Nine new cancer drugs approved in just one year. A speedy new process for approving drugs that gets breakthrough treatments to cancer patients faster. New research that shows a cheap household product — vinegar — can save tens of thousands of lives.
It’s never looked better for progress against cancer, a new report from the American Society for Clinical Oncology finds. “However, this vital research is facing its greatest threat in a generation,” the group says in its annual report on cancer. The threat? Budget cuts in Congress.
“Funding at a high level is imperative," says Dr. Jyoti Patel, an oncologist at Northwestern University’s school of medicine and senior author of the report.
But the federal budget “sequester” that went into effect this year when Congress couldn’t agree on a budget has hit research hard. It doesn't give agency directors much discretion on what to cut — everything had to be slashed.
“In particular, NIH (the National Institutes of Health) cut existing grants by 10 percent and eliminated from consideration 700 viable research projects that otherwise would have been funded,” the report reads. The National Cancer Institute, part of the NIH, cut funding by at least 6 percent for existing grants, cancer centers, and other research programs.
“Research and development contracts were cut by 8.5 percent,” the report reads.
“Although Congress enacted a five-year doubling of the NIH budget in 1998, funding for NIH has been effectively undoubled since that time. Including the cuts from sequestration, the NIH budget has declined by more than 22 percent ($6.1 billion) over the last decade, after adjusting for inflation.”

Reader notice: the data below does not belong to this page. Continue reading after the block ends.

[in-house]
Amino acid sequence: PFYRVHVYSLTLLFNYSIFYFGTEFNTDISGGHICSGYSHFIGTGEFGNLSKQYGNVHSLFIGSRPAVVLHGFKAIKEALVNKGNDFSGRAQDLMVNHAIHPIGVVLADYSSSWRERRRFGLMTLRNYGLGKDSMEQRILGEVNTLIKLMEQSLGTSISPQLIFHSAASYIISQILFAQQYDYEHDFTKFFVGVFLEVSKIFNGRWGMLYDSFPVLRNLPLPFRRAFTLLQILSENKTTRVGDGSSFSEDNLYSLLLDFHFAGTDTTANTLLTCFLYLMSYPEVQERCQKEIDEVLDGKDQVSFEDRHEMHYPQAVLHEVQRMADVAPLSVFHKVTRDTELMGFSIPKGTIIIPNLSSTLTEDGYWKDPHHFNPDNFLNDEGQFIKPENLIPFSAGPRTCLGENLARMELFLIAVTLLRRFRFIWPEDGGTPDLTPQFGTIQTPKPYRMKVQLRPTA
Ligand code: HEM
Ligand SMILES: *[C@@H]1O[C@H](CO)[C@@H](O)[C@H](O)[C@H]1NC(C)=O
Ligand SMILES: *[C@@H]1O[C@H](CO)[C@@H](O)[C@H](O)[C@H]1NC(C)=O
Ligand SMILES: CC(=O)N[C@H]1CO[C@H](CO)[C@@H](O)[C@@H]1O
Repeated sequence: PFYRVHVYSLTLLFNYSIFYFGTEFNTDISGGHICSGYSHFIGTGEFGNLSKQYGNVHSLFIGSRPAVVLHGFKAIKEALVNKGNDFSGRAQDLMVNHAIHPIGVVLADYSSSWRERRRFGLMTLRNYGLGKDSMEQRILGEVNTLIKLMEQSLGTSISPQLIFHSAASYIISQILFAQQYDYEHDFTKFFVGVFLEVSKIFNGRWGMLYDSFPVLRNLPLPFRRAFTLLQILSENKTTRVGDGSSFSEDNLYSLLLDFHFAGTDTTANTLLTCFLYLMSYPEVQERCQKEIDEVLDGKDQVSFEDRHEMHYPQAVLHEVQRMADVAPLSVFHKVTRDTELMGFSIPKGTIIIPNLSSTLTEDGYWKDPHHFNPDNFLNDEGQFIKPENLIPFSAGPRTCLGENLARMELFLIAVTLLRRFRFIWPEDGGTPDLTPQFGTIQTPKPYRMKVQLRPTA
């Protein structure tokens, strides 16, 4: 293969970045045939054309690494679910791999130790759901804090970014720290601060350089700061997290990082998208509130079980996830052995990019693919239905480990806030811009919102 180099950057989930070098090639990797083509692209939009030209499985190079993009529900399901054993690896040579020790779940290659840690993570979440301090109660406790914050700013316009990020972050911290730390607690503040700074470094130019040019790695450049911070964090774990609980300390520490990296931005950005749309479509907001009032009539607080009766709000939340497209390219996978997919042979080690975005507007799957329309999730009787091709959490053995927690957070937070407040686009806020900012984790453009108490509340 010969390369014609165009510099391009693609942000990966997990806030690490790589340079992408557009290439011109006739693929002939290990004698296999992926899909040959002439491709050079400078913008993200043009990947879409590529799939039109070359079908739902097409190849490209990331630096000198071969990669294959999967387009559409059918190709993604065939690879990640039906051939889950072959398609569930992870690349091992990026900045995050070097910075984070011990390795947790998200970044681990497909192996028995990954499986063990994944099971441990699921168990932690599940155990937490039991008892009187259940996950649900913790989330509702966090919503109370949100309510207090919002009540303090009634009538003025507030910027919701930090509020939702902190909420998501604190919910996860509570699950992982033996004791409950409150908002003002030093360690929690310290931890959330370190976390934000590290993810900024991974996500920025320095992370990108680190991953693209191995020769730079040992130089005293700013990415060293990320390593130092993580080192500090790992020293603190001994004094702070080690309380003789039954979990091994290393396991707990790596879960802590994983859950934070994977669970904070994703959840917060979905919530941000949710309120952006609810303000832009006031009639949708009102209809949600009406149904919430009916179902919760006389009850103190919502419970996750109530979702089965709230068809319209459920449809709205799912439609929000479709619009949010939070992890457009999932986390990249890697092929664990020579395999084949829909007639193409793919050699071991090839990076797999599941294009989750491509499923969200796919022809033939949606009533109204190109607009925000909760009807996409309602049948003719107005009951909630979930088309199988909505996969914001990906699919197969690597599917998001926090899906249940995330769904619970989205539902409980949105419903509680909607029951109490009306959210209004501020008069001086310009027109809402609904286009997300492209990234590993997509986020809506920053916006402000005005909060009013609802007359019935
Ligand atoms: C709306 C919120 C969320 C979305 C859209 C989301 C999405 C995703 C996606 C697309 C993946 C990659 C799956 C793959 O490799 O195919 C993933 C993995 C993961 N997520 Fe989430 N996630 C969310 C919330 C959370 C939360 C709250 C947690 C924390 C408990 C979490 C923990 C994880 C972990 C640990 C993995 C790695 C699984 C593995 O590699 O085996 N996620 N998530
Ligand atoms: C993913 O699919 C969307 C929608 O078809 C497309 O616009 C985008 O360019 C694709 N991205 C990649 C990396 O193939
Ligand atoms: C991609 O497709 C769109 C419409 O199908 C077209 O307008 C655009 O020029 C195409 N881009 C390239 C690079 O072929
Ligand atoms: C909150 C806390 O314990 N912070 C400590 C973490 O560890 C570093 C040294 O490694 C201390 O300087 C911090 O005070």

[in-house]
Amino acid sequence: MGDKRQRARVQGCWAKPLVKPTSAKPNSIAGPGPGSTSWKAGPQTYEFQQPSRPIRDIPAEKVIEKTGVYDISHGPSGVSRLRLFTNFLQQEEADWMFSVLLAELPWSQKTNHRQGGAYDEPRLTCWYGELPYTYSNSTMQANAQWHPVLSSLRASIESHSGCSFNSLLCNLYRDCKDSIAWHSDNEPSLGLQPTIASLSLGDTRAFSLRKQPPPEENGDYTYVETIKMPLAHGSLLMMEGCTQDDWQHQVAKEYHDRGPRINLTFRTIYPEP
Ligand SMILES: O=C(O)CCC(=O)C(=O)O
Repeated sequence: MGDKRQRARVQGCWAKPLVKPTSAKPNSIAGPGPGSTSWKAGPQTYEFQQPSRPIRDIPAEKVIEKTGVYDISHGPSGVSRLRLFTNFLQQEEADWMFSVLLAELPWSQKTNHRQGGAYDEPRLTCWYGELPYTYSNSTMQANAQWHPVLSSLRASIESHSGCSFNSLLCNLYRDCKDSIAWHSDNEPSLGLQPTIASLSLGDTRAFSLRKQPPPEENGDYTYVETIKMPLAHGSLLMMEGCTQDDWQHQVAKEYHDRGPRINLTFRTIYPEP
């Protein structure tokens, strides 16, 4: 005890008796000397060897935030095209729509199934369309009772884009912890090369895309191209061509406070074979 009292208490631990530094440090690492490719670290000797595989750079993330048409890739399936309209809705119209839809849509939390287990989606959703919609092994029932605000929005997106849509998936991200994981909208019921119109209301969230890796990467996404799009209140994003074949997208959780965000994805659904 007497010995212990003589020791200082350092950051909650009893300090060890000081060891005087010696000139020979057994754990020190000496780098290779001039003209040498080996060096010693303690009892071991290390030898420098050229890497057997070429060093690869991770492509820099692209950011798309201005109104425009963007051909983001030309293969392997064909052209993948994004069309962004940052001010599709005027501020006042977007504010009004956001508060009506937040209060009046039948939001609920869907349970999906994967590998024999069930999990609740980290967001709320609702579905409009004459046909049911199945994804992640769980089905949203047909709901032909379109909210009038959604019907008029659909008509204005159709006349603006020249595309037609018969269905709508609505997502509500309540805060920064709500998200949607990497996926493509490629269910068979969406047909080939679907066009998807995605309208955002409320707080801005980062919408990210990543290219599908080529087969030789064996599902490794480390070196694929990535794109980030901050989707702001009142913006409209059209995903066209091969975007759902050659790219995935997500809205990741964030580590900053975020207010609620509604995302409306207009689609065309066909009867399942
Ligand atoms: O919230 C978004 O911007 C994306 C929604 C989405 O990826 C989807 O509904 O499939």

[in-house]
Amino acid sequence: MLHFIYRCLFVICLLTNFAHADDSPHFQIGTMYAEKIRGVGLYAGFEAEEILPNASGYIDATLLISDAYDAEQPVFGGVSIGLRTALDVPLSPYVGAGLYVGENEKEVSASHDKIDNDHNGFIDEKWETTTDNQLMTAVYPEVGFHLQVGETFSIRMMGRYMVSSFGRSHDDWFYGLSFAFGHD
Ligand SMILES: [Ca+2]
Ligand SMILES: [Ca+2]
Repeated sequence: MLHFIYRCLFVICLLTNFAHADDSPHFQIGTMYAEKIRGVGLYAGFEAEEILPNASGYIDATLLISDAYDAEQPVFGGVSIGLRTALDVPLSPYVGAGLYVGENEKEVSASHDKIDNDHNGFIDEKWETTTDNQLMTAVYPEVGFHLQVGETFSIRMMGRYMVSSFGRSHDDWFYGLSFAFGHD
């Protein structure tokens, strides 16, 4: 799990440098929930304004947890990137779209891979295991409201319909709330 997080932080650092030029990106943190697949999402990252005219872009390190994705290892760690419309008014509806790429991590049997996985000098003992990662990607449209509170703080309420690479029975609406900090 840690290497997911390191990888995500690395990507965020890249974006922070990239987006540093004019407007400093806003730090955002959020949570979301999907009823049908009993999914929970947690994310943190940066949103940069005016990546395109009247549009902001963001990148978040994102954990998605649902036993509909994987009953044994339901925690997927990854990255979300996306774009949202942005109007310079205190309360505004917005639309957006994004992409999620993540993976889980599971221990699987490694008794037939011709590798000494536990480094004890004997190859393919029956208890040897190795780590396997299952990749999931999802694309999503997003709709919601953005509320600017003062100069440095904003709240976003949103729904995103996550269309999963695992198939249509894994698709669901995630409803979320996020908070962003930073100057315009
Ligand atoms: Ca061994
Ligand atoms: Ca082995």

Despite the cuts, there’s been some great progress in drug development, including nine new drugs, mostly targeted therapies. They include omacetaxine mepesuccinate and ponatinib for chronic myeloid leukemia; pomalidomide for multiple myeloma; cabozantinib for thyroid cancer; a new form of Herceptin for breast cancer; radium-223 for prostate cancer; dabrafenib and trametinib for melanoma and afatinib for lung cancer.
"The research progress just this year in so many cancers is proof that targeted, precision medicine is now a reality for an increasing number of patients," Dr. Clifford Hudis, president of ASCO, said in a statement.
“This remarkable number of new drug approvals in a 12-month period is indicative of vigorous drug development activity and improvements in regulatory processes, including accelerated approval, and special effort within the FDA (Food and Drug Administration),” the report reads.
“In addition, the new FDA breakthrough therapy designation, established by Congress in 2012, is designed to speed development of new treatments that may lead to substantial improvement over existing therapies. From October 2012 to September 6, 2013, the FDA has granted 26 breakthrough therapy designations, with the largest disease area for cancer therapies.”
The study also pointed to a study published in July that showed using vinegar to screen for cervical cancer could save 72,000 lives worldwide every year.
ASCO did a survey to see how the federal budget cuts were affecting researchers.
“ASCO members reported that this year’s funding cuts have had a devastating impact on their research and ability to make progress against cancer,” Patel and colleagues wrote in their report, published in the Journal of Clinical Oncology.
“In fact, 75 percent of the ASCO members who responded to an August 2013 survey said that since October 2012, the current federal funding situation is having a direct impact on their ability to conduct cancer research, and 38 percent said their time spent on research has been reduced. In addition, 35 percent reported having to lay off research staff, 28 percent are participating in fewer federally funded clinical trials, and 26 percent have delayed the launch of a clinical trial.”
Patel hopes these numbers will speak to members of Congress fighting over the budget. “I am optimistic,” she told NBC News. We know that we will end up spending $160 billion on cancer costs in 10 years.”